After three years of proceedings, the State and the Cantal departmental council were ordered to pay 15,000 euros and 5,000 euros respectively to Jean-Pierre Vidal for the damage suffered for having believed, all his life, to have been born under X , when this was not the case.
An administrative error cost him his childhood and he was never able to meet his mother. At 65, Jean-Pierre Vidal sued the State and the civil department to obtain 400,000 euros in compensation.
“It is a satisfaction for the condemnation, but a dissatisfaction for the reparation. She is not up to the damage of a lifetime”, reacted his lawyer, master Jacques Verdier, after learning of the decision, on the evening of Monday April 4. The plaintiff announced his intention to appeal: “This is the sum that was offered to us at the beginning, in an amicable settlement. (…) I can not accept. There is still damage…”
Born September 4, 1956 in Saint-Flour (Cantal), Mr. Vidal was abandoned by his mother, plagued by financial difficulties, then placed with a nanny. Around the age of 8, he discovers that this nanny is not his biological mother. He then multiplies the host families, before being moved from home to home and then ending up on the street from the age of 16.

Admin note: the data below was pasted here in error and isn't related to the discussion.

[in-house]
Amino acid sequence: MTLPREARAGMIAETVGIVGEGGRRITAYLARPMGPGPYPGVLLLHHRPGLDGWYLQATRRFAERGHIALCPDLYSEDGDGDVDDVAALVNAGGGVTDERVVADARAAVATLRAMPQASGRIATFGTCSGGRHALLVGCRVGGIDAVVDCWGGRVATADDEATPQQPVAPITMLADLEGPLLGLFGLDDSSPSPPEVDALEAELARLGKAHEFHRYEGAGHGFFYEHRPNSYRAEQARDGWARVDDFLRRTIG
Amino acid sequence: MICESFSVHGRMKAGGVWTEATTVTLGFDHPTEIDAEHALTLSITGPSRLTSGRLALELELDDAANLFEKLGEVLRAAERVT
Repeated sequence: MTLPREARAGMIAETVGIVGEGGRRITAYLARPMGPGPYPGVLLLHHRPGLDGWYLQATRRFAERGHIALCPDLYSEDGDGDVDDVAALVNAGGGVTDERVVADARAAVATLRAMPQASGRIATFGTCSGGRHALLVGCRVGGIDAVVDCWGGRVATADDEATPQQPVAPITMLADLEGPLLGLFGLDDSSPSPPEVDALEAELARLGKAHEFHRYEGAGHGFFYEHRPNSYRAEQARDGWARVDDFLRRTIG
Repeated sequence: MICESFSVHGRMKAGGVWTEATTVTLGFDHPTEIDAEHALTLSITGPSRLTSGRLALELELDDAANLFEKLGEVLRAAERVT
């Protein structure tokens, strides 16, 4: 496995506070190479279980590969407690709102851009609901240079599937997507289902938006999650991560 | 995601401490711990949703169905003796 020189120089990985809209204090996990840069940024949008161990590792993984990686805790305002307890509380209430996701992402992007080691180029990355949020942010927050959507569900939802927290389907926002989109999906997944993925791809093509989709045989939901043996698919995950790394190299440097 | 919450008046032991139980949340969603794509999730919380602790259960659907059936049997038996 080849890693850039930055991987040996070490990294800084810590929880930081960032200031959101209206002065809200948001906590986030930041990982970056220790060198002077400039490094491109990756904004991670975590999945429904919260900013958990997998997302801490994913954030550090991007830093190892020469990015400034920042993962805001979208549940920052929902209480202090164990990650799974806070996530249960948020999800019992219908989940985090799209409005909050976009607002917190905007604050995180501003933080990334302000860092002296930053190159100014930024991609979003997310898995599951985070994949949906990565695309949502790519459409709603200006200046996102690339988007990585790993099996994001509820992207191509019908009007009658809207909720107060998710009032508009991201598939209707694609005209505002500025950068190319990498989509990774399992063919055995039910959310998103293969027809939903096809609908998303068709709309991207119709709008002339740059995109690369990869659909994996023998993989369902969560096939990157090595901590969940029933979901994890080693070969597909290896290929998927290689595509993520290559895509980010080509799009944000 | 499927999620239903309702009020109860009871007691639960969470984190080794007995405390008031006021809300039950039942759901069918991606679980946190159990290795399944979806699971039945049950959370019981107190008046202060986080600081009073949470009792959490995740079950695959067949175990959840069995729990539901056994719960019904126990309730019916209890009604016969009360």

He tries several times to find out the identity of his parents, but his interlocutors at the DDASS, ancestor of the ASE (childhood social assistance), assure him that he was born under X and has no therefore not have the right to access his file.
In 2019, an inspector intrigued by her file seized the National Council for Access to Personal Origins (CNAOP) and the answer fell: the identity of her biological mother is not covered by secrecy. But it’s too late. Her mother died of cancer years earlier, in 1996.
At the hearing, at the beginning of February, his lawyer had denounced a ” mistake “pointed the “maliciousness of a number of people in the administration”and mentioned “unusual harm”. The defenders of the State and the department – which recovered in the 1980s the competence of the protection of children – had recognized a responsibility but rejected any malice, calling to assess this damage precisely.